DragonFly kernel List (threaded) for 2008-02
Re: HAMMER update 10-Feb-2008
:So -- in this instance you are both the establishment and the revolutionary at
:the same time. Could you explain in extra-bonehead language what problems you
:were solving with the cluster model, and if you are still solving those problems
:with the newer model?
The three major pieces didn't integrate together well enough. It's
really that simple. Individually they were great. Together they
* Small (64MB) clusters with localized B-Trees.
Plus: Recovering the filesystem from a massive failure not difficult.
Minus: Data and records cannot roam about, they have to be placed in
the particular cluster covering their key.
* Fine-grained A-list allocator.
Plus: Fine grained allocation and freeing.
Minus: It didn't help the problem of dead space in the cluster, or
for that matter help the issue of dealing with full clusters,
because particular records and data had to go into particular
* Per-cluster recovery mechanic.
Plus: Very easy to recover a fixed portion of the B-Tree.
Minus: Couldn't cross cluster boundaries. Couldn't deal with
transactions that crossed cluster boundaries. Requires strict
write ordering and for clusters to be marked 'open' (virtually
synchronously it turned out) to even detect that recovery was needed.
I still would have needed to implement an UNDO FIFO on top of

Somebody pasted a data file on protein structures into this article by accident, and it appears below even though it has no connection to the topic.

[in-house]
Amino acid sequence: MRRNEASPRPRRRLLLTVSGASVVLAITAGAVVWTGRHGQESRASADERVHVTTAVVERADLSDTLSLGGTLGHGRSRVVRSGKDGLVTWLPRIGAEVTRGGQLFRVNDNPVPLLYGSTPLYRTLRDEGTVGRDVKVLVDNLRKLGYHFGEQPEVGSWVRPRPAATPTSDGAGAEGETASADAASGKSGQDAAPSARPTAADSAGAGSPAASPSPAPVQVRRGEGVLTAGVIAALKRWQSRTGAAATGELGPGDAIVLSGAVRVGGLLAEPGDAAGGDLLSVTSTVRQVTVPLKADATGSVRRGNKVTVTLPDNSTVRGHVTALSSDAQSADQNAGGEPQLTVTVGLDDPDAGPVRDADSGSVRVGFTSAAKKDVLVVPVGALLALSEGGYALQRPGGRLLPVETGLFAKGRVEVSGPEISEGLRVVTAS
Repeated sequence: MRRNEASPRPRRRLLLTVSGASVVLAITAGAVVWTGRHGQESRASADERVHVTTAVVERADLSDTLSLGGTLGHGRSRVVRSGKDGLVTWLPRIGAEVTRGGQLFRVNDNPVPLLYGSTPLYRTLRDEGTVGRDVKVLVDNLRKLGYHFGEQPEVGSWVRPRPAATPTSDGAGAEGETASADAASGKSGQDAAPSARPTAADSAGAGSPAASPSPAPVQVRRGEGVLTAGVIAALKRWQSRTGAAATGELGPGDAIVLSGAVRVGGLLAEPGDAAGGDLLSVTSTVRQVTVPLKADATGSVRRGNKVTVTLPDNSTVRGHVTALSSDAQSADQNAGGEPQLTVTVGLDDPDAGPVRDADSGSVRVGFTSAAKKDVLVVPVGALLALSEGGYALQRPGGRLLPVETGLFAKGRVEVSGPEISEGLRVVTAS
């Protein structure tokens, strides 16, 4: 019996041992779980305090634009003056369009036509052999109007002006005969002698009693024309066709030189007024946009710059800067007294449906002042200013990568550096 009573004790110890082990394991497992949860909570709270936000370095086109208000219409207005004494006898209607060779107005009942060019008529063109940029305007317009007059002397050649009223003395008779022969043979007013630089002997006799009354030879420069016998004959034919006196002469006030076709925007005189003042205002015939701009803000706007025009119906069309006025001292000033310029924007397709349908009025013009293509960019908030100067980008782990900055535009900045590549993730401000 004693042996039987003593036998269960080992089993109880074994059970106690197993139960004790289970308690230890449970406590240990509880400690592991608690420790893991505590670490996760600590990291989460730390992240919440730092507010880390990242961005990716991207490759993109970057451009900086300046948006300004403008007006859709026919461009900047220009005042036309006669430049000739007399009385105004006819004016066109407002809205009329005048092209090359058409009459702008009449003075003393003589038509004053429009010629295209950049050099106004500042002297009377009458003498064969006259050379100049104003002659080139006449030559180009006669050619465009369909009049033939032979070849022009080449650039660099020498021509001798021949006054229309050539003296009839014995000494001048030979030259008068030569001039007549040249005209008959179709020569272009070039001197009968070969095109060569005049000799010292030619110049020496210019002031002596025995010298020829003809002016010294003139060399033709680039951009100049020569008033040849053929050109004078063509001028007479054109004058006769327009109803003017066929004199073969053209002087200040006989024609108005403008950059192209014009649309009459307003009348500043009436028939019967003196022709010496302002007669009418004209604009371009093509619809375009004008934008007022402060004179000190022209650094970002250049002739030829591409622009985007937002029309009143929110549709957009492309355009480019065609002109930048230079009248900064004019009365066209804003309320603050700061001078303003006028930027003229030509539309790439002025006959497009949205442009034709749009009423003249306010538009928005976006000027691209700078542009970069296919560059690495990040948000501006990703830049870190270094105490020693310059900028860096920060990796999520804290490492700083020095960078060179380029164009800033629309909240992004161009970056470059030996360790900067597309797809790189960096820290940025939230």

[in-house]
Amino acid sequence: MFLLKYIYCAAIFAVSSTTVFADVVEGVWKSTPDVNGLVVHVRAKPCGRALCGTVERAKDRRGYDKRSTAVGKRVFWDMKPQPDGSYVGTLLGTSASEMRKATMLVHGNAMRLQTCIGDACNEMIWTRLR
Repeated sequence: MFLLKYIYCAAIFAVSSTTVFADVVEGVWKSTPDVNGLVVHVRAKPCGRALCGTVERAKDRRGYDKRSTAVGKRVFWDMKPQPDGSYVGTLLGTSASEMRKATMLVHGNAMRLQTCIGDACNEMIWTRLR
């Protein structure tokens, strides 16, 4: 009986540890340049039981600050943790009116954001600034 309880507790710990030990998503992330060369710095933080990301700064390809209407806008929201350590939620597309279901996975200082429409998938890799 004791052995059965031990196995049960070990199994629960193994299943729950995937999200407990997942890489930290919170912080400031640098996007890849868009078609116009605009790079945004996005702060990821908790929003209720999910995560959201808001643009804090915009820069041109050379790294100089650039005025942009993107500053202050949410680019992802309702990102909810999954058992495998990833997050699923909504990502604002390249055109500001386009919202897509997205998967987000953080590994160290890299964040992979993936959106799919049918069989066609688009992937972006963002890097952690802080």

everything else, and despite the per-buffer locality of reference
the model had it still made an excessive number of little modifications
all over the buffer that would have made the UNDO FIFO rather
So I had a fine-grained allocator that couldn't contribute to solving
the issue of what to do when clusters were too full or too empty, a
recovery mechanic that couldn't guarantee consistency for transactions
which spanned more then one cluster, and clusters that wound up being
too small (64MB) and caused management I/O to become too dispersed.
Add to that the fact that the model required an excessive number of
special cases in-code. Do a cvs diff just of the B-Tree and cursor
code from before I ripped it out to now and you will see the new code
is much, much cleaner, with virtually no special cases.
The new model works a lot a better. Fine-grained allocation through
what will effectively be a sequential (blockmap) index. Extremely
good localization and packing of data (even better then the cluster
model had, and the cluster model was pretty good in that regard).
The ability (due to the blockmap) to rearrange the physical location
of blocks of nodes, records, and data, in 8 MB chunks, with no effort.
Coarse grained freeing which is extremely fast (emphasis on extremely..
it is ultra fast), but is still able to detect the 'all free' case
for a big-block, for some immediate gratification when deleting or
pruning large amounts of material.
For the UNDO FIFO, which I would have had to write anyway, the new
model generates far fewer dispersed modifications, resulting in
a smaller UNDO stream. A small UNDO stream reduces the number of
buffer dependancies to, in most cases, not more then one (i.e. 25 buffers
may need 1 buffer to be committed to disk before they can be committed).
The core allocator, next on my list to write, is literally just a
big-block allocator, dealing with large 8M blocks and not having to
deal with any fine-grained issues within those blocks. You can't get
much more straightforward then that!